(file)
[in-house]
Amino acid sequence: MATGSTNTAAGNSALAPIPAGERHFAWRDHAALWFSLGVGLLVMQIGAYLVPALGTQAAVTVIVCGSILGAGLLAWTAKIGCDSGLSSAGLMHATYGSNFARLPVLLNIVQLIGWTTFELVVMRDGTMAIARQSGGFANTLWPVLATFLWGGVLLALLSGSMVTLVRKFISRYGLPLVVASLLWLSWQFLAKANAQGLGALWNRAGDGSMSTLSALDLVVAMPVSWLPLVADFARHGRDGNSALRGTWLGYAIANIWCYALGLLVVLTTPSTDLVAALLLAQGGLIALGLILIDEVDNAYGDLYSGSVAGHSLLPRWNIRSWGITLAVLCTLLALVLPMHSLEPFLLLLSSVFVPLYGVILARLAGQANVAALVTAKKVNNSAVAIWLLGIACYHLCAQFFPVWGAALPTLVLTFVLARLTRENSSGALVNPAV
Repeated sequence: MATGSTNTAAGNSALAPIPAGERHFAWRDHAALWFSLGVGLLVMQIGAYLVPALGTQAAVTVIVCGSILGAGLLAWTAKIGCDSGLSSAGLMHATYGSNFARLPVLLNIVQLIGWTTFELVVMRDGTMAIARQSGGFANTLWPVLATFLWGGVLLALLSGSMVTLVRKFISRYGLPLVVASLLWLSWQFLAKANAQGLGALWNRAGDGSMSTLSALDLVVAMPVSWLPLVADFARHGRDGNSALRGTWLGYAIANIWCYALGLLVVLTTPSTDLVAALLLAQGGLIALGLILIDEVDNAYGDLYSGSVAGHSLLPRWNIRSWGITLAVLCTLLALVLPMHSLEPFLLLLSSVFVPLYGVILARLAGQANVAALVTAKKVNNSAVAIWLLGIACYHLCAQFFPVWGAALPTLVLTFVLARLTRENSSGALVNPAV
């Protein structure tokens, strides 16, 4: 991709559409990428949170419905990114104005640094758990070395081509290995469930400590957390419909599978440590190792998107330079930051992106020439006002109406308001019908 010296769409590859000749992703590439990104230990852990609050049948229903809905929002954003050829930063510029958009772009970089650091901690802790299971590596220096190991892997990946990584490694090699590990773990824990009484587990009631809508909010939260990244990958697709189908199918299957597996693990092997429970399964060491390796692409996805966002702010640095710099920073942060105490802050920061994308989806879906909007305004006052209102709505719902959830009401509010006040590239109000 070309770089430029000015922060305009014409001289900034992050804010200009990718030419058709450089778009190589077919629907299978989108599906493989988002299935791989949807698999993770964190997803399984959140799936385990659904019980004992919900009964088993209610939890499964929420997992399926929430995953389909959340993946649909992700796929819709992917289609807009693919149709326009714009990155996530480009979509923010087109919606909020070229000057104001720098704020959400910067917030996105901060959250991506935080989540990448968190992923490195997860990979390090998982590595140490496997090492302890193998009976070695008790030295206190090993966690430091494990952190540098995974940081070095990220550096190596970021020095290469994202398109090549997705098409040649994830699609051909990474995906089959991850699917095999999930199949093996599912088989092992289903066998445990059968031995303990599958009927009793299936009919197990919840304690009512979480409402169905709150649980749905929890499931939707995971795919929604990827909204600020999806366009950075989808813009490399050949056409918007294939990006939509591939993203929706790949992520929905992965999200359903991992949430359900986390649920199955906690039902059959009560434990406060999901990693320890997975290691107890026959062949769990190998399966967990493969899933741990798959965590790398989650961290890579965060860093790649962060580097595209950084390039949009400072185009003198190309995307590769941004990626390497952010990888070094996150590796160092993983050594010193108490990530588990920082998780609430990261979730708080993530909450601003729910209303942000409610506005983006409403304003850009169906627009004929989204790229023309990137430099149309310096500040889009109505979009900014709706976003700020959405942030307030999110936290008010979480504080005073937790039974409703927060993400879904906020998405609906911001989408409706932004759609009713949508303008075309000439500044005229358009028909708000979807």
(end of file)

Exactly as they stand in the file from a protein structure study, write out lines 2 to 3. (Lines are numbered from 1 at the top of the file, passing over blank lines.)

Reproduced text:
Amino acid sequence: MATGSTNTAAGNSALAPIPAGERHFAWRDHAALWFSLGVGLLVMQIGAYLVPALGTQAAVTVIVCGSILGAGLLAWTAKIGCDSGLSSAGLMHATYGSNFARLPVLLNIVQLIGWTTFELVVMRDGTMAIARQSGGFANTLWPVLATFLWGGVLLALLSGSMVTLVRKFISRYGLPLVVASLLWLSWQFLAKANAQGLGALWNRAGDGSMSTLSALDLVVAMPVSWLPLVADFARHGRDGNSALRGTWLGYAIANIWCYALGLLVVLTTPSTDLVAALLLAQGGLIALGLILIDEVDNAYGDLYSGSVAGHSLLPRWNIRSWGITLAVLCTLLALVLPMHSLEPFLLLLSSVFVPLYGVILARLAGQANVAALVTAKKVNNSAVAIWLLGIACYHLCAQFFPVWGAALPTLVLTFVLARLTRENSSGALVNPAV
Repeated sequence: MATGSTNTAAGNSALAPIPAGERHFAWRDHAALWFSLGVGLLVMQIGAYLVPALGTQAAVTVIVCGSILGAGLLAWTAKIGCDSGLSSAGLMHATYGSNFARLPVLLNIVQLIGWTTFELVVMRDGTMAIARQSGGFANTLWPVLATFLWGGVLLALLSGSMVTLVRKFISRYGLPLVVASLLWLSWQFLAKANAQGLGALWNRAGDGSMSTLSALDLVVAMPVSWLPLVADFARHGRDGNSALRGTWLGYAIANIWCYALGLLVVLTTPSTDLVAALLLAQGGLIALGLILIDEVDNAYGDLYSGSVAGHSLLPRWNIRSWGITLAVLCTLLALVLPMHSLEPFLLLLSSVFVPLYGVILARLAGQANVAALVTAKKVNNSAVAIWLLGIACYHLCAQFFPVWGAALPTLVLTFVLARLTRENSSGALVNPAV